Campus Security and the Challenge of Protecting Students and Teachers

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Scott Moscarello, Online English teacher, and researcher at Acadsoc.

Scott Moscarello, Online English teacher, and researcher at Acadsoc.

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Each morning students wake up with the promise of an opportunity to learn, interact with friends and get away from all their troubles that may be at home or anywhere else. For many of these students, school is a great way to liberate oneself and change the status quo. But what happens when school becomes everything contrary to what has been previously stated? What happens when the teachers underperform? What happens when peers segregate and discriminate? But most importantly, what happens when school is not the safe-haven that we deem it to be? The deafening screams of innocence in a ‘safe’ environment have become a nightmare that has come to life in some schools. Most notably, more and more students are opting for home-schooling alternatives because they are in fear of security breaches – and no, not from an immigrant, but from one of their own. And some students become victims of not only real-world violence but internet violence as well.

Every year the US television sets are painted with grief emanating from school or some other mass shootings. Students are able to obtain guns, and for whatever reason, wreak havoc among their peers and teachers, with little to no remorse as their screams shatter windows and the hearts of those not knowing what will come next. The United States mass shootings, by students, in particular, is cause for concern – this concern, however, may be long overdue.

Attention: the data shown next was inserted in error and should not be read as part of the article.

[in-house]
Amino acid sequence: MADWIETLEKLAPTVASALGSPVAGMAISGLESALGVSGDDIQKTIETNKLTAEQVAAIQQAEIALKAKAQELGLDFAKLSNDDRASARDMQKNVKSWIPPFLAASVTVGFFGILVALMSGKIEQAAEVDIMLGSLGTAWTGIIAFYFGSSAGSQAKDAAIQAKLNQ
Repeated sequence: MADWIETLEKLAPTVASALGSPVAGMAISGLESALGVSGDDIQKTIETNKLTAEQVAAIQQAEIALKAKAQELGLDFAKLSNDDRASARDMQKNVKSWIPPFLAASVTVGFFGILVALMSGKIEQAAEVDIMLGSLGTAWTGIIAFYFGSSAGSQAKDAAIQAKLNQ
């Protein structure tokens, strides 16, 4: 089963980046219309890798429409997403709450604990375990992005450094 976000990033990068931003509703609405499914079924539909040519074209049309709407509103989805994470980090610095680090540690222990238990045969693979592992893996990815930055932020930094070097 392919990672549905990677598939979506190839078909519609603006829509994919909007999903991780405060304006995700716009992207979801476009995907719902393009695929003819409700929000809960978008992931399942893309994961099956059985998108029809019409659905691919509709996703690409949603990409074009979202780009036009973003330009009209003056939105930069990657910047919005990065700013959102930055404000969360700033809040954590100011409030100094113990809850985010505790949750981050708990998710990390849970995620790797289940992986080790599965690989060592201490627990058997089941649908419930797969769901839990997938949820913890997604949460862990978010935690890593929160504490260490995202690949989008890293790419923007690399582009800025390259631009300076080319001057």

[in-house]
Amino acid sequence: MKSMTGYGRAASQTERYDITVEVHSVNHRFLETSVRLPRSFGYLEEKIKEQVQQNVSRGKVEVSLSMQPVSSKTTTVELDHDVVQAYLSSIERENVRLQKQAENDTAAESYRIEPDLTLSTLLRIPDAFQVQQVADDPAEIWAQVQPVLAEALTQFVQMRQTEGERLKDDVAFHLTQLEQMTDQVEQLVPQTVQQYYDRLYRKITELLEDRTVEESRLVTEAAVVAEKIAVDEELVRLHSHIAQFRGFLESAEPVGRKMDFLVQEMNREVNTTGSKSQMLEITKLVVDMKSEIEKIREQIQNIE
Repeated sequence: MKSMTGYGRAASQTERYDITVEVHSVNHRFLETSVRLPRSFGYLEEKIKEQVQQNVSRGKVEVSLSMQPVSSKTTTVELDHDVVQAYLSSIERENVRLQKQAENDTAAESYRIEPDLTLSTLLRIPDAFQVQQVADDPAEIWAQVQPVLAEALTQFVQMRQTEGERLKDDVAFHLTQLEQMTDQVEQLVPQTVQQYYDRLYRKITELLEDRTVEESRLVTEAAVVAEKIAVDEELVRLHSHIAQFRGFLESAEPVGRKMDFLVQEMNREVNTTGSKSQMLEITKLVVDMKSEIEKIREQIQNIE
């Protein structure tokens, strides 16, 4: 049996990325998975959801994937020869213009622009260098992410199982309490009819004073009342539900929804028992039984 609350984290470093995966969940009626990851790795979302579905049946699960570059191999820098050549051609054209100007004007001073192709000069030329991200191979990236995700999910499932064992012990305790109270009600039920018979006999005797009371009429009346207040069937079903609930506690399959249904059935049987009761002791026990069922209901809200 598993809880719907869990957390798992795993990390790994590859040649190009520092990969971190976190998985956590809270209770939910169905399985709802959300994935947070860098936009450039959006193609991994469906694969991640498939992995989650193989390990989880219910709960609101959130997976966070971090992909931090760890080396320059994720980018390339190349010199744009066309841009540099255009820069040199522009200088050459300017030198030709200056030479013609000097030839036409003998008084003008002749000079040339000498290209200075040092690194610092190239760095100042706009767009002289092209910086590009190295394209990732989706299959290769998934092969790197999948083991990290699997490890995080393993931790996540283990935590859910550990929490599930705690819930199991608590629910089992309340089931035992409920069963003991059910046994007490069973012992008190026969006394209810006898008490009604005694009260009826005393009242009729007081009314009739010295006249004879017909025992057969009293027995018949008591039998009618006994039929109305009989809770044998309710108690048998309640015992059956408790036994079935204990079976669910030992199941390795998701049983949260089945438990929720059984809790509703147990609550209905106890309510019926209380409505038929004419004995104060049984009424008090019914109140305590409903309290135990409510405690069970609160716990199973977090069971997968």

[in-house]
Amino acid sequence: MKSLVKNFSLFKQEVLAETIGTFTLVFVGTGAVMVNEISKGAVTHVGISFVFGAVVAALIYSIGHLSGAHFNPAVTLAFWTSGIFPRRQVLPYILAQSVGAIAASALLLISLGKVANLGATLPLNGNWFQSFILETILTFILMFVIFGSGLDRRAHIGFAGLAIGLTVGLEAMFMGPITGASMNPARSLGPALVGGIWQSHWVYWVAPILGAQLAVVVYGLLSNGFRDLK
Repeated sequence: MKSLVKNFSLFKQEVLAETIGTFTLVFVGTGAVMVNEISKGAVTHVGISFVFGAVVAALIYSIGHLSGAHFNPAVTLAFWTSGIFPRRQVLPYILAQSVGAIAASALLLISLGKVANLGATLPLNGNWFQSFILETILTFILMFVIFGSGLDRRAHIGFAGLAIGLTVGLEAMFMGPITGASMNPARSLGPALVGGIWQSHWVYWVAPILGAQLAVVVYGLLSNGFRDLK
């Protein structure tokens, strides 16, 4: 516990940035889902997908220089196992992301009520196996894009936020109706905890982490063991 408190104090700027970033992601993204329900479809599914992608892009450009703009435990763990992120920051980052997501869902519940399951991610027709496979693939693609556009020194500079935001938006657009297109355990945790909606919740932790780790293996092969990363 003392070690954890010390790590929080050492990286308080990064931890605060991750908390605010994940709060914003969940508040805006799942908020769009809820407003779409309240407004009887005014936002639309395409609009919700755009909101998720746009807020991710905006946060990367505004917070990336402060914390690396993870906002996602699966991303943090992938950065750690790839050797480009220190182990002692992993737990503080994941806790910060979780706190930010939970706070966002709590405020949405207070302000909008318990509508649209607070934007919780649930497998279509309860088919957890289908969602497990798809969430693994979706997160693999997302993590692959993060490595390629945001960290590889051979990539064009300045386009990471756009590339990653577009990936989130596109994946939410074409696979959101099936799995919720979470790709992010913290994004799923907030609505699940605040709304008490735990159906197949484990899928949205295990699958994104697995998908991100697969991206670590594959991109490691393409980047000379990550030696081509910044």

Violence is not new, in any of our societies. It can be argued as well that violence has shaped most of our nations. The history of mass shootings in the world has met swift action by the government, but not so much in the west – the United States in particular.

On Valentine’s day this year, police responded to a shooting at Marjory Stoneman Douglas High School in Parkland, Florida. During this shooting, seventeen people were killed. The suspect, at nineteen years old, was an ex-student yielding an AR-15, named Nikolas Cruz.

On the 1st of February, a twelve-year-old girl was taken into custody for bringing a loaded gun to school and shooting a fifteen-year-old boy in the head and a girl, with the same age, on the wrist. This happened in Salvador B. Castro Middle School in Los Angeles.